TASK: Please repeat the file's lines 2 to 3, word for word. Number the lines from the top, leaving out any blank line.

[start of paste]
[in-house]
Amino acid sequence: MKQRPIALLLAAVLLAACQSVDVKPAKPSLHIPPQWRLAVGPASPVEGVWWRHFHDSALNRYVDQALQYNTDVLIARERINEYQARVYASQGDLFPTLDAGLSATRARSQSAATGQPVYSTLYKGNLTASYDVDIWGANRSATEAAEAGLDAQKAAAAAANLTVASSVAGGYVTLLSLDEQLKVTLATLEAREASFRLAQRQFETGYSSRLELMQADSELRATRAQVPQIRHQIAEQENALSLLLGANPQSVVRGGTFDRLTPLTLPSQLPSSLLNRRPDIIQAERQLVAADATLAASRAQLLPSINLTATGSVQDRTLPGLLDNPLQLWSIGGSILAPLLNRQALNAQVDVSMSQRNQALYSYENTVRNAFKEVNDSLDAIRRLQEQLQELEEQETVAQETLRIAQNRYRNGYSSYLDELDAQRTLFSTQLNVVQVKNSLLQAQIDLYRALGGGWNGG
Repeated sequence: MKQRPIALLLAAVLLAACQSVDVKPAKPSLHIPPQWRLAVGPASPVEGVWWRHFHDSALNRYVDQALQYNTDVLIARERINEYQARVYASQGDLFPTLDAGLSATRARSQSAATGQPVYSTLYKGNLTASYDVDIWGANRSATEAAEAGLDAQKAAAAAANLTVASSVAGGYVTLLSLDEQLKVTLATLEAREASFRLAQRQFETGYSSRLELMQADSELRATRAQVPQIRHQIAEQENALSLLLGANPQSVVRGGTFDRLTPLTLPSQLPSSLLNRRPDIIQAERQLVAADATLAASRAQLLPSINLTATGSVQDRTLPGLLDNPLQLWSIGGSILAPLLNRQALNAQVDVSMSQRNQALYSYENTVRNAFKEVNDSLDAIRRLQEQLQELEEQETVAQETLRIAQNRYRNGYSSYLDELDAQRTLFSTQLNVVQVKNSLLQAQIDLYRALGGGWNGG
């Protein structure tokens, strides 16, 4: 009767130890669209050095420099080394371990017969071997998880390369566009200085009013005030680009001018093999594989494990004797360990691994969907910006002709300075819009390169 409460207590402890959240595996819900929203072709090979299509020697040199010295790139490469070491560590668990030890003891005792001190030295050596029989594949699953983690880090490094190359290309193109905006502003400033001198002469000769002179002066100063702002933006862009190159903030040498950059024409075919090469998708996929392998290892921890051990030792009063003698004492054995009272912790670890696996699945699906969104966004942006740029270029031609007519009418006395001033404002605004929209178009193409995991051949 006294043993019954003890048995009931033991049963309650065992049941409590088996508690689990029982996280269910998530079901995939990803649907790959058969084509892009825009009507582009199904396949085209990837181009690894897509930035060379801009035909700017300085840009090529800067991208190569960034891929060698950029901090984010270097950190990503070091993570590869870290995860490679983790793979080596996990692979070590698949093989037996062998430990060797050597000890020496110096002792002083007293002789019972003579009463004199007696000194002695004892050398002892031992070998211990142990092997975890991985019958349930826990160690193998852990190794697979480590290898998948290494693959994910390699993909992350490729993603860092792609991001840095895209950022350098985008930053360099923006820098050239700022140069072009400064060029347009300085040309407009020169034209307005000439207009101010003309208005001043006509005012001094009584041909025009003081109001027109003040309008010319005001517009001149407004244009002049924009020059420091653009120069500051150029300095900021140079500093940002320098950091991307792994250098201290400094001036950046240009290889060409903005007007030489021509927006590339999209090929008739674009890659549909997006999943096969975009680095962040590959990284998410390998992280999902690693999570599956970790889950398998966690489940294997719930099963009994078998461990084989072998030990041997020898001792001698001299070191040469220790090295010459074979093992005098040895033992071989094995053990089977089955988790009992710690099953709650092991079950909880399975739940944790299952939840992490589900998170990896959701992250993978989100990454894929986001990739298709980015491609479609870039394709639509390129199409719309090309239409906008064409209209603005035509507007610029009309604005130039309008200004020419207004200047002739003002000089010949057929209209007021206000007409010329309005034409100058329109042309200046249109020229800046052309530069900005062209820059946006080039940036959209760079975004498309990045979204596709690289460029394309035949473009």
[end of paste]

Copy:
Amino acid sequence: MKQRPIALLLAAVLLAACQSVDVKPAKPSLHIPPQWRLAVGPASPVEGVWWRHFHDSALNRYVDQALQYNTDVLIARERINEYQARVYASQGDLFPTLDAGLSATRARSQSAATGQPVYSTLYKGNLTASYDVDIWGANRSATEAAEAGLDAQKAAAAAANLTVASSVAGGYVTLLSLDEQLKVTLATLEAREASFRLAQRQFETGYSSRLELMQADSELRATRAQVPQIRHQIAEQENALSLLLGANPQSVVRGGTFDRLTPLTLPSQLPSSLLNRRPDIIQAERQLVAADATLAASRAQLLPSINLTATGSVQDRTLPGLLDNPLQLWSIGGSILAPLLNRQALNAQVDVSMSQRNQALYSYENTVRNAFKEVNDSLDAIRRLQEQLQELEEQETVAQETLRIAQNRYRNGYSSYLDELDAQRTLFSTQLNVVQVKNSLLQAQIDLYRALGGGWNGG
Repeated sequence: MKQRPIALLLAAVLLAACQSVDVKPAKPSLHIPPQWRLAVGPASPVEGVWWRHFHDSALNRYVDQALQYNTDVLIARERINEYQARVYASQGDLFPTLDAGLSATRARSQSAATGQPVYSTLYKGNLTASYDVDIWGANRSATEAAEAGLDAQKAAAAAANLTVASSVAGGYVTLLSLDEQLKVTLATLEAREASFRLAQRQFETGYSSRLELMQADSELRATRAQVPQIRHQIAEQENALSLLLGANPQSVVRGGTFDRLTPLTLPSQLPSSLLNRRPDIIQAERQLVAADATLAASRAQLLPSINLTATGSVQDRTLPGLLDNPLQLWSIGGSILAPLLNRQALNAQVDVSMSQRNQALYSYENTVRNAFKEVNDSLDAIRRLQEQLQELEEQETVAQETLRIAQNRYRNGYSSYLDELDAQRTLFSTQLNVVQVKNSLLQAQIDLYRALGGGWNGG